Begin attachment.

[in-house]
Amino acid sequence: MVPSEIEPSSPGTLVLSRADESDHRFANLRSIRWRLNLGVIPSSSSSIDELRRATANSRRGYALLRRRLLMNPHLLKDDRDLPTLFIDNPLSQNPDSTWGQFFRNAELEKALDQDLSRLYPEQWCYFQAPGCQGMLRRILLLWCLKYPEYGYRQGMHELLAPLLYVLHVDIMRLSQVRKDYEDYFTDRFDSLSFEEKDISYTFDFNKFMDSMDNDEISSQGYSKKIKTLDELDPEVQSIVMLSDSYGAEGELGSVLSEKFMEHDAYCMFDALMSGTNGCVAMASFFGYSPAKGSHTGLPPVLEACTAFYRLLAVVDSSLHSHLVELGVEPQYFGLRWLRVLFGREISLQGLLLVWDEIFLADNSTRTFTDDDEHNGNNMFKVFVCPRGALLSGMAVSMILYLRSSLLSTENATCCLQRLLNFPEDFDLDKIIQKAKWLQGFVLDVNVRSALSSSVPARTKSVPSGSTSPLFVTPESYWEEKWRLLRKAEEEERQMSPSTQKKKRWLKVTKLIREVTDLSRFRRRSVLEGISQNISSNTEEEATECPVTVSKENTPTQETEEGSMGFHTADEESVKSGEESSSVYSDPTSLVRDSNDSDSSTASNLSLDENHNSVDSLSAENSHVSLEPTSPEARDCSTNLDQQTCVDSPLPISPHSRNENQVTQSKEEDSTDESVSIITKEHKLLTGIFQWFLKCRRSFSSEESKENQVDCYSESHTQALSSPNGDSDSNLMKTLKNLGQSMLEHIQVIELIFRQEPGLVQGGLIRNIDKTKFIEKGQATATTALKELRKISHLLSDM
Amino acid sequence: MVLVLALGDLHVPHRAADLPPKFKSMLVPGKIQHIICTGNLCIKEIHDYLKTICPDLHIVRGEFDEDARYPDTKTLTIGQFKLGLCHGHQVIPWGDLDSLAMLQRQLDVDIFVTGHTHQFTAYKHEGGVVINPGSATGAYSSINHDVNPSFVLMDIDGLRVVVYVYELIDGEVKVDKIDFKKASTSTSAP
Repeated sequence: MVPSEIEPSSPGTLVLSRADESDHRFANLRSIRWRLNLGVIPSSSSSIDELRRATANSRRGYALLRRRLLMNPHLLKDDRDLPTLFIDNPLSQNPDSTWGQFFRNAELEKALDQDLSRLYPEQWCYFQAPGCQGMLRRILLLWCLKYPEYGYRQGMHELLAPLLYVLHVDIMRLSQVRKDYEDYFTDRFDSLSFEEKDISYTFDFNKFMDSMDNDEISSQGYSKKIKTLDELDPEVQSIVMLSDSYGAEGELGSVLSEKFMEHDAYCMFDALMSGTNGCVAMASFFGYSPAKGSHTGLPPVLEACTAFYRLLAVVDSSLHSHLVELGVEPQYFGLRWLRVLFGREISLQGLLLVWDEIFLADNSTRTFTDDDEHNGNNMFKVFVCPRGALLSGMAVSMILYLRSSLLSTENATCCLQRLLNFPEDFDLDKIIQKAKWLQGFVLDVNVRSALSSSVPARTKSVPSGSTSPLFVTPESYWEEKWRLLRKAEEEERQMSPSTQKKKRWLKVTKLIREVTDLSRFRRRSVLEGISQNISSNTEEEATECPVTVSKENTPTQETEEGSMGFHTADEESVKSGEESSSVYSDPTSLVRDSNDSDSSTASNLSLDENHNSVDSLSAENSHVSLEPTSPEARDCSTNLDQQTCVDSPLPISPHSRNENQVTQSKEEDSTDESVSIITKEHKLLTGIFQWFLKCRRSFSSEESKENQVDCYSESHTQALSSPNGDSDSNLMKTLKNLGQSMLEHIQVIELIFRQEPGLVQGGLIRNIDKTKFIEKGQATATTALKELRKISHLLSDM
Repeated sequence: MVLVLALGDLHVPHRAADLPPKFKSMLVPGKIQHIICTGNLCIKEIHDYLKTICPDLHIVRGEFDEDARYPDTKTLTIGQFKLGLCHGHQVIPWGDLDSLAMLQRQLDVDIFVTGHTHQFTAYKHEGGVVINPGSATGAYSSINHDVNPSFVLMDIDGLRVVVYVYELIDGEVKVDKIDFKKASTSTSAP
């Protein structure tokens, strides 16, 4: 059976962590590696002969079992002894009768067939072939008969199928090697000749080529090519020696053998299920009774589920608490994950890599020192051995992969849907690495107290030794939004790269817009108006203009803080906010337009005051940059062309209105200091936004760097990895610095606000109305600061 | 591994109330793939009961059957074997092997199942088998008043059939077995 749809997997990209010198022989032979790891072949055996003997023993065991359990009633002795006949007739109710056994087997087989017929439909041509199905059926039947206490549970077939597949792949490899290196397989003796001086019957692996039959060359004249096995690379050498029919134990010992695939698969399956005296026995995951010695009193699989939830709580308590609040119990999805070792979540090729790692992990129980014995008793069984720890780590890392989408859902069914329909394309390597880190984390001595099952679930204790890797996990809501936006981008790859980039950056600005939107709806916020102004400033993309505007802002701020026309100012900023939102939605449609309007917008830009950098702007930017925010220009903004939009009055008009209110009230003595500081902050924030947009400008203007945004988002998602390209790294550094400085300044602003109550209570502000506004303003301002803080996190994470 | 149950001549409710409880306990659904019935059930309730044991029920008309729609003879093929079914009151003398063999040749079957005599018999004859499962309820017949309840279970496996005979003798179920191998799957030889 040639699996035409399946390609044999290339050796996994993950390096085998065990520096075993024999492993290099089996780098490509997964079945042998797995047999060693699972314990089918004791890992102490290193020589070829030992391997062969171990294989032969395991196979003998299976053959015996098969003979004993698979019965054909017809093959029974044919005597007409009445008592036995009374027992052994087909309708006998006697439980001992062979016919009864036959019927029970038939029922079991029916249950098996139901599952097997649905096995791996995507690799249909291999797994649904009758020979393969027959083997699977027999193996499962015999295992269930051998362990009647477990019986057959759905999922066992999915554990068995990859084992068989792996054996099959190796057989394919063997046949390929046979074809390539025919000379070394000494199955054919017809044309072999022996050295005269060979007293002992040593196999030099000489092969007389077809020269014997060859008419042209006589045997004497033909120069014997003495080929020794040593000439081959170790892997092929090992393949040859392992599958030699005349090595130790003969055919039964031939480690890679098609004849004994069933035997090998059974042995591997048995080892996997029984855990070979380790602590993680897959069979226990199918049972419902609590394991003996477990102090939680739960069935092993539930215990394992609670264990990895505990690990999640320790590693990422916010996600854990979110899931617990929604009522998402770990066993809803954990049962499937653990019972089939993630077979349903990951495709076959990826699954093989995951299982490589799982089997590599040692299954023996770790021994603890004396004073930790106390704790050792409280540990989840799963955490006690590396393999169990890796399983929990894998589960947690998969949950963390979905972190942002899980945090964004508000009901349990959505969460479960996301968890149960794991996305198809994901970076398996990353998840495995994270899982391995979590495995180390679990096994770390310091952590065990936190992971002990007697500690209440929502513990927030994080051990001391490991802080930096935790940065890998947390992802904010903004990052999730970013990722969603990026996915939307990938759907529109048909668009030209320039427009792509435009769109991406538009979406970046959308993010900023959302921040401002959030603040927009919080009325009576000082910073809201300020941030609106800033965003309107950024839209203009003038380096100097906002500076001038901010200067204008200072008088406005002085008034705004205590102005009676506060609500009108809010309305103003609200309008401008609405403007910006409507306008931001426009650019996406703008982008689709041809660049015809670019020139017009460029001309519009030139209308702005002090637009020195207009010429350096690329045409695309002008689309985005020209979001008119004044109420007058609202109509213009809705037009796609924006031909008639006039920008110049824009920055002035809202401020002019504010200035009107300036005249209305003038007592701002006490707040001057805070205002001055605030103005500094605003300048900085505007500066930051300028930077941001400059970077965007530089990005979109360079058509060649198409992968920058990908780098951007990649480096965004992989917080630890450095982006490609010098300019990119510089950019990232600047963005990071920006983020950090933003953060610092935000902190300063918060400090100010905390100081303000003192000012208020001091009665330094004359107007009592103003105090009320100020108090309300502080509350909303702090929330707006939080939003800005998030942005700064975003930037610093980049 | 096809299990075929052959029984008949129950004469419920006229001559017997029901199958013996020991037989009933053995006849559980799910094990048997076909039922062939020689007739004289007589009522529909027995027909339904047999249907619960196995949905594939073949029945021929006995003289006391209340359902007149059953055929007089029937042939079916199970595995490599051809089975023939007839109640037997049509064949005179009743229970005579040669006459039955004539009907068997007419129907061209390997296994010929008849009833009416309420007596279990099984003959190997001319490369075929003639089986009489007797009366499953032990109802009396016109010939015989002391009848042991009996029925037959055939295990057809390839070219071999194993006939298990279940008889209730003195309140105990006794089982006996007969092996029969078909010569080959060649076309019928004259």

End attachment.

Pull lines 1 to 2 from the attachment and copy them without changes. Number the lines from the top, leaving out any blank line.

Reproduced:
[in-house]
Amino acid sequence: MVPSEIEPSSPGTLVLSRADESDHRFANLRSIRWRLNLGVIPSSSSSIDELRRATANSRRGYALLRRRLLMNPHLLKDDRDLPTLFIDNPLSQNPDSTWGQFFRNAELEKALDQDLSRLYPEQWCYFQAPGCQGMLRRILLLWCLKYPEYGYRQGMHELLAPLLYVLHVDIMRLSQVRKDYEDYFTDRFDSLSFEEKDISYTFDFNKFMDSMDNDEISSQGYSKKIKTLDELDPEVQSIVMLSDSYGAEGELGSVLSEKFMEHDAYCMFDALMSGTNGCVAMASFFGYSPAKGSHTGLPPVLEACTAFYRLLAVVDSSLHSHLVELGVEPQYFGLRWLRVLFGREISLQGLLLVWDEIFLADNSTRTFTDDDEHNGNNMFKVFVCPRGALLSGMAVSMILYLRSSLLSTENATCCLQRLLNFPEDFDLDKIIQKAKWLQGFVLDVNVRSALSSSVPARTKSVPSGSTSPLFVTPESYWEEKWRLLRKAEEEERQMSPSTQKKKRWLKVTKLIREVTDLSRFRRRSVLEGISQNISSNTEEEATECPVTVSKENTPTQETEEGSMGFHTADEESVKSGEESSSVYSDPTSLVRDSNDSDSSTASNLSLDENHNSVDSLSAENSHVSLEPTSPEARDCSTNLDQQTCVDSPLPISPHSRNENQVTQSKEEDSTDESVSIITKEHKLLTGIFQWFLKCRRSFSSEESKENQVDCYSESHTQALSSPNGDSDSNLMKTLKNLGQSMLEHIQVIELIFRQEPGLVQGGLIRNIDKTKFIEKGQATATTALKELRKISHLLSDM